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Latest Developments in Ukraine: March 20

A Ukrainian serviceman of "Adam" tactical group prepares a T-64 tank to move to the positions on the front line near Bakhmut, on March 19, 2023, amid the Russian invasion of Ukraine.
A Ukrainian serviceman of "Adam" tactical group prepares a T-64 tank to move to the positions on the front line near Bakhmut, on March 19, 2023, amid the Russian invasion of Ukraine.

For full coverage of the crisis in Ukraine, visit Flashpoint Ukraine.

The latest developments in Russia's war on Ukraine. All times EDT.

6:14 p.m.: The Ukrainian Village That Changed Hands 14 Times: Residents in the village of Bohorodychne in Ukraine's Donetsk region say the village has changed hands 14 times between Ukrainian and Russian forces. Current Time's Borys Sachalko visited and spoke to some of the seven people who remain in what was once a large settlement. Radio Free Europe/Radio Liberty has this report.

5:30 p.m.: Ukraine's defense ministry said Monday that an explosion in Dzhankoi in occupied Crimea had destroyed Russian Kalibr cruise missiles during rail transit.

Separately, Sergei Askyonov, the Russian-installed head of the annexed peninsula said air defense systems had gone into action in the area and that at least one person had been injured after wreckage damaged a house and a shop in Dzhankoi, Reuters reports.

5:15 p.m.:

4:15 p.m.: Ukrainian Defense Ministry's Main Intelligence Directorate has no evidence of China providing Russia with weapons, the directorate's spokesperson Andrii Yusov said on March 20.

According to Yusov, Russia has bought commercially available Chinese-made drones or civilian products with microcircuits suitable for military use. However, interstate aid has not been confirmed, The Kyiv Independent reports.

According to trade and customs data between June and December 2022 Chinese companies had exported 1,000 assault rifles and other equipment, such as drone parts and body armor, to Russian entities, Politico reported on March 16.

Yusov's statement comes amid Chinese President Xi Jinping's three-day visit to Russia, which the military official called "a visit of a strong regional leader to a country that is undergoing geopolitical defeat."

"As a pragmatic geopolitical player, China will strengthen its position on Russia's territory, protecting its own economic and other national interests exclusively," Yusov added. "Russia will become less and less a subject, more and more dependent on other players ... Putin's regime will continue to weaken," he said.

3:50 p.m.: China needs to be mindful of the stakes in the Ukraine war and that Russian President Vladimir Putin is on the "wrong side of history," Canada's Deputy Prime Minister Chrystia Freeland said on Monday. Freeland made the comments as Chinese President Xi Jinping is visiting Putin in Moscow, Reuters reports.

"Putin's invasion of Ukraine is the strongest challenge in a generation to the rules-based international order ... I'm not going to anticipate what President Xi will say or do in Moscow, but China and China's leadership needs to understand the stakes here," Freeland told reporters in Oshawa, Ontario.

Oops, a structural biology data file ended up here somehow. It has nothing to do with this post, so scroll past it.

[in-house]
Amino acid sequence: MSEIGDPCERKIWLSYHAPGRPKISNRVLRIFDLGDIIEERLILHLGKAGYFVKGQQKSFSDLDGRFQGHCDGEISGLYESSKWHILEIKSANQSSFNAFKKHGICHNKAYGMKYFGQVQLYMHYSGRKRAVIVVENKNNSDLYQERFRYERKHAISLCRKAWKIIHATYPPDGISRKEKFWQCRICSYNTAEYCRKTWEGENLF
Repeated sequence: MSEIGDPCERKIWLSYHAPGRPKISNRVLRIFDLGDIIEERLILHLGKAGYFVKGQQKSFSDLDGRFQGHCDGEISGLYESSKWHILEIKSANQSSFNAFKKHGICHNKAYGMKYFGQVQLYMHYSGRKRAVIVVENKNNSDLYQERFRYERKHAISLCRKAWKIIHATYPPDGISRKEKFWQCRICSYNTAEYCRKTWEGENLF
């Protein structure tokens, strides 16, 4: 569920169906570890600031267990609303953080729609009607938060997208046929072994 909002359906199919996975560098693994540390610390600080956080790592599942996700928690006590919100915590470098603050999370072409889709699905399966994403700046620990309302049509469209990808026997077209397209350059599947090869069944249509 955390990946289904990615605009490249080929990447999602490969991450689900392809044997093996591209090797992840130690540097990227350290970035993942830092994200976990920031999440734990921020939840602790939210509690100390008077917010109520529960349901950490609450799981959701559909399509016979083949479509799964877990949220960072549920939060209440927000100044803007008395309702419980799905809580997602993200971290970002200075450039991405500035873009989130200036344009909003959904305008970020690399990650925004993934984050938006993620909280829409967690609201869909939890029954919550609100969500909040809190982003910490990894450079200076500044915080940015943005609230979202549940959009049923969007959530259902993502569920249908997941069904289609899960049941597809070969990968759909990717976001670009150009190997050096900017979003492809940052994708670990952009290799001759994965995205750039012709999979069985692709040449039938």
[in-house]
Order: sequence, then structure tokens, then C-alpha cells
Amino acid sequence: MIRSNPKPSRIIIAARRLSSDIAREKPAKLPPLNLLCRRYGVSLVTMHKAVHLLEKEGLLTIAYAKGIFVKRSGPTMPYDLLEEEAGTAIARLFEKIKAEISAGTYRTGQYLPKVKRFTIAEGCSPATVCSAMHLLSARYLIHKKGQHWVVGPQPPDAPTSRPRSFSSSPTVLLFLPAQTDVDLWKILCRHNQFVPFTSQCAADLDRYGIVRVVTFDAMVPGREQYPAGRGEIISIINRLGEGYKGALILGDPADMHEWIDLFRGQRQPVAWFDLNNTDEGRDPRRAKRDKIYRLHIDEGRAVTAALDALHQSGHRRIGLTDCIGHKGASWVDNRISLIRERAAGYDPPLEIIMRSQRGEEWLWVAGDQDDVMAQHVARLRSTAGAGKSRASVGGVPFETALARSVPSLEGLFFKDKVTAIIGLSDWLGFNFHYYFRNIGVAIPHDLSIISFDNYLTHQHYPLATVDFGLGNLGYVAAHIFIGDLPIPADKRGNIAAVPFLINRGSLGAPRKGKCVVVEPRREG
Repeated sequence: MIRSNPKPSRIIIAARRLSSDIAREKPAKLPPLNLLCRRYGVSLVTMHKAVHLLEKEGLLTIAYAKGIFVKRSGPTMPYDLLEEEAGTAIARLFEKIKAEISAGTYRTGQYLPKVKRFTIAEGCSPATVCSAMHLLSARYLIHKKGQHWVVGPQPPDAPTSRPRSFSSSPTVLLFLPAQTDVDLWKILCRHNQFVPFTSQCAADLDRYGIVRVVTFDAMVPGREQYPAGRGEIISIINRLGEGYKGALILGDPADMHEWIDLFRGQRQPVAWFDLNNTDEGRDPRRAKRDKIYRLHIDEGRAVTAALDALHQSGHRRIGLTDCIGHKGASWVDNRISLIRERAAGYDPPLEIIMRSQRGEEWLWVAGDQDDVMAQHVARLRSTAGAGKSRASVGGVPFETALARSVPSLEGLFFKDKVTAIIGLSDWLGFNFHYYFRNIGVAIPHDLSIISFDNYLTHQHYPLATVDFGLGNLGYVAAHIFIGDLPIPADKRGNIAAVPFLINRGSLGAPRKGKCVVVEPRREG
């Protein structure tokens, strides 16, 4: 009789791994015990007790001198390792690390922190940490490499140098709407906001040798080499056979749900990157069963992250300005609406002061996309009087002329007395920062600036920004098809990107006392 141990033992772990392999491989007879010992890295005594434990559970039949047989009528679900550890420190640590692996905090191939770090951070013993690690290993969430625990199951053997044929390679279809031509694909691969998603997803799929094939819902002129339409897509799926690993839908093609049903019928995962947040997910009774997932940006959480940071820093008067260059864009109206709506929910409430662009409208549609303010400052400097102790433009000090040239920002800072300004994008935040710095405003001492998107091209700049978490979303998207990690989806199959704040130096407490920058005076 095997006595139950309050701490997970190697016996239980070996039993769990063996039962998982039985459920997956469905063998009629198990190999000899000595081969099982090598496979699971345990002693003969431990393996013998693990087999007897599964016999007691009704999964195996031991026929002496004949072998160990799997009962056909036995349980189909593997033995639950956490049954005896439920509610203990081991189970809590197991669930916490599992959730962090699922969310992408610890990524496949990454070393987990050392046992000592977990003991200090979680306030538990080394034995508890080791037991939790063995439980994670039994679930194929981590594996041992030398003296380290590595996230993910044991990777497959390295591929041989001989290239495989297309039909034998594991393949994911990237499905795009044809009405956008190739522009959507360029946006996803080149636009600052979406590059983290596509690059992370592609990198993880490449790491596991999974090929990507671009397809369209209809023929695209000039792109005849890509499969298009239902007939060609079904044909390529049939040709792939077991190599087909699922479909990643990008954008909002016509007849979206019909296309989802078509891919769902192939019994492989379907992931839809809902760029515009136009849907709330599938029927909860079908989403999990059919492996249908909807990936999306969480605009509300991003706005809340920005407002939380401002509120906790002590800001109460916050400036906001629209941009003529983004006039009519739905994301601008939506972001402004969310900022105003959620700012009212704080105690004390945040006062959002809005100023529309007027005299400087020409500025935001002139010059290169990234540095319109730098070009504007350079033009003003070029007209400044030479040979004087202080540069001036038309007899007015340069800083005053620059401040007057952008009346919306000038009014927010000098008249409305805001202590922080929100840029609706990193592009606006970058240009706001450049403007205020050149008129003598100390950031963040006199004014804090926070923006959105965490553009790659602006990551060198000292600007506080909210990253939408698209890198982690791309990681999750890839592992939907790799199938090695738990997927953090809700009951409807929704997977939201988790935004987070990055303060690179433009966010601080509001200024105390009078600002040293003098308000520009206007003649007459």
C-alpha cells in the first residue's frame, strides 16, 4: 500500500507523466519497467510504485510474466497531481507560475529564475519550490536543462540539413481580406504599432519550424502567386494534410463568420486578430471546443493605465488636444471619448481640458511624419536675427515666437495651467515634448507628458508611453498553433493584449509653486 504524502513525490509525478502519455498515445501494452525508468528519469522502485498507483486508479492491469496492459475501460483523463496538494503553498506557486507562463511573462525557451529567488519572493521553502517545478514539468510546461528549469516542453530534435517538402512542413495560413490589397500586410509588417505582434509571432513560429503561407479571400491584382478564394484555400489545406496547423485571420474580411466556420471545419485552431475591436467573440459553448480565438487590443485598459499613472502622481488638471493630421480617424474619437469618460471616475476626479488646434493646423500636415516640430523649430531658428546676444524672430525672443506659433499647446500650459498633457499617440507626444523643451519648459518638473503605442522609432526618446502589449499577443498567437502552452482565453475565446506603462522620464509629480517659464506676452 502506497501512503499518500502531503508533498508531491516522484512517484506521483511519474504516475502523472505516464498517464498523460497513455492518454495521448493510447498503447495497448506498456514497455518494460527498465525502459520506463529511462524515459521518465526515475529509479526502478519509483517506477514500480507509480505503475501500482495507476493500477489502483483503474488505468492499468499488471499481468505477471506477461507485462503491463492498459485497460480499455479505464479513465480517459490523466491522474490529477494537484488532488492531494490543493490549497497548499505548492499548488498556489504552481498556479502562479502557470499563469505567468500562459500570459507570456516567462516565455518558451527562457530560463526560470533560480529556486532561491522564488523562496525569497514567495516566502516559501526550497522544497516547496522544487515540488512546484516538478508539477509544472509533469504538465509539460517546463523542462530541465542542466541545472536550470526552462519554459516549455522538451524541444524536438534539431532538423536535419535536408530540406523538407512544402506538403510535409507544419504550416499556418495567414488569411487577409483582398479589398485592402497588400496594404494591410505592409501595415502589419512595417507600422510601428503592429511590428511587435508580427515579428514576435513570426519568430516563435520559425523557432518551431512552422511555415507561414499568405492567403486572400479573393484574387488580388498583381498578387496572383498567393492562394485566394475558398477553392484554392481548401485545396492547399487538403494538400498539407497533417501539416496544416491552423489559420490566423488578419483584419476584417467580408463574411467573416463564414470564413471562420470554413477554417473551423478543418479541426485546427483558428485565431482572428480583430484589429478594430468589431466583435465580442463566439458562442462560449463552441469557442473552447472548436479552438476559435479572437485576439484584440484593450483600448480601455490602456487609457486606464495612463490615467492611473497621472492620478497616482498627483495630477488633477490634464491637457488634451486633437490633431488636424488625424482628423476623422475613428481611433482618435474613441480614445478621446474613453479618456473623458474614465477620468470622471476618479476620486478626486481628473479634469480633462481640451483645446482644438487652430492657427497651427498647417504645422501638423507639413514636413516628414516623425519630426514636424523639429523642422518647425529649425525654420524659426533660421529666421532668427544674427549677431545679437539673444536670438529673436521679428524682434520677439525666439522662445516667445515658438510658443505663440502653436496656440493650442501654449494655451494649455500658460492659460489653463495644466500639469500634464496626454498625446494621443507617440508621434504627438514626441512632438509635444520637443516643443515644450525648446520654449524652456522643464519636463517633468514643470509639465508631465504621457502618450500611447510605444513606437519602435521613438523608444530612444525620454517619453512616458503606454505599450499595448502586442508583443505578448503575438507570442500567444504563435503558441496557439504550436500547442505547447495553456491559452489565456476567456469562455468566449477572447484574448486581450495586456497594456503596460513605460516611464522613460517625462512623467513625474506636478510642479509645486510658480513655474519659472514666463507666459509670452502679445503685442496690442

3:30 p.m.: The White House urged Chinese President Xi Jinping on Monday to ask Russian President Vladimir Putin to respect Ukraine's sovereignty and end Russia's war against Ukraine.

"We encourage President Xi to press President Putin directly on the need to respect Ukraine's sovereignty and territorial integrity. The world and China's neighbors will certainly be watching closely," said John Kirby, the White House national security spokesperson.

During a press conference, Kirby expressed concern that Xi, currently on a trip to Moscow, will reiterate calls for a cease-fire that would leave Russian forces inside Ukrainian sovereign territory, Reuters reports.

Kirby said Xi should speak with Ukrainian President Volodomyr Zelenskyy about the impact of the war on Ukraine.

Xi and Putin seem to be connected in "a bit of a marriage of convenience" rather than one of affection, Kirby said.

"These are two countries that have long chafed at U.S. leadership around the world," he added.

2:35 p.m.: Engineers trying to restore power lines in previously occupied areas in eastern Ukraine have to wait for de-mining teams to secure the areas before they can conduct repairs. Clearing the whole of eastern Ukraine of such threats will take years, but as the country tries to restore power, water and heating to towns and villages cut off because of damage caused by the war, demining teams have to prioritize.

"First of all, it concerns critical infrastructure objects," Kostyantyn Apalkov, head of the demining unit under the State Emergency Service in Ukraine-controlled parts of the Donetsk region, told Reuters on Monday.

"These are objects such as power lines, gas pipelines, water pipes, and the like, as well as settlements where people live."

As he spoke, eight deminers in protective clothing and armed with metal detectors moved slowly along a track that passed beneath damaged power cables, searching for anything that could harm repair workers or their equipment.

Such painstaking work is carried out across a region where some of the fiercest fighting of the war is raging; artillery fire from distant front lines rumbled almost constantly.

Demining is vital, but it is also slowing the restoration of key services, underlining the challenge Ukraine faces in getting back to some kind of normalcy in areas that have been de-occupied.

In Ukraine-controlled parts of the Donetsk region alone, emergency services have answered more than 4,000 calls to clear the threat of unexploded devices since the beginning of Russia's full-scale invasion of Ukraine began in February of last year.